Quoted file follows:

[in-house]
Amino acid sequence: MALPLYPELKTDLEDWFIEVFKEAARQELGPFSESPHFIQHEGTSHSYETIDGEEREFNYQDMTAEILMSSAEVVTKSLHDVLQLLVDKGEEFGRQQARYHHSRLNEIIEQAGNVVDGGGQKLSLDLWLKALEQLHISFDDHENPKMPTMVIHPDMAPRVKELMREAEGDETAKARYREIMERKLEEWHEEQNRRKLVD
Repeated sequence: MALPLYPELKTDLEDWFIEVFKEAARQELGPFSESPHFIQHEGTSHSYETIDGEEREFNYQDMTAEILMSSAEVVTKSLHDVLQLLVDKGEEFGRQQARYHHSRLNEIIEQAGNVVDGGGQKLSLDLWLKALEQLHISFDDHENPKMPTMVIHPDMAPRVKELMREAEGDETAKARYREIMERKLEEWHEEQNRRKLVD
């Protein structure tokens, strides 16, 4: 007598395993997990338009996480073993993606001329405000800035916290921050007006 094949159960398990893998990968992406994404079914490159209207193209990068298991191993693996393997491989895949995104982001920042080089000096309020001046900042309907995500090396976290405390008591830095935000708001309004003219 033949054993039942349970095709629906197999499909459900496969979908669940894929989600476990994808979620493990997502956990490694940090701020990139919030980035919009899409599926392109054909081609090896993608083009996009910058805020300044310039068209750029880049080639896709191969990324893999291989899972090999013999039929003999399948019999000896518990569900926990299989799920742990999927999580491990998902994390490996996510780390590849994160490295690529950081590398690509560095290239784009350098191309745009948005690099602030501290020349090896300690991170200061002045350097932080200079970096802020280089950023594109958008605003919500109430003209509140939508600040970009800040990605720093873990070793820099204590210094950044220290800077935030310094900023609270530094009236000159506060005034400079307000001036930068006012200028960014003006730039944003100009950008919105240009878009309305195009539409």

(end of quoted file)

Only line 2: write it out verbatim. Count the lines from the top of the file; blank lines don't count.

Amino acid sequence: MALPLYPELKTDLEDWFIEVFKEAARQELGPFSESPHFIQHEGTSHSYETIDGEEREFNYQDMTAEILMSSAEVVTKSLHDVLQLLVDKGEEFGRQQARYHHSRLNEIIEQAGNVVDGGGQKLSLDLWLKALEQLHISFDDHENPKMPTMVIHPDMAPRVKELMREAEGDETAKARYREIMERKLEEWHEEQNRRKLVD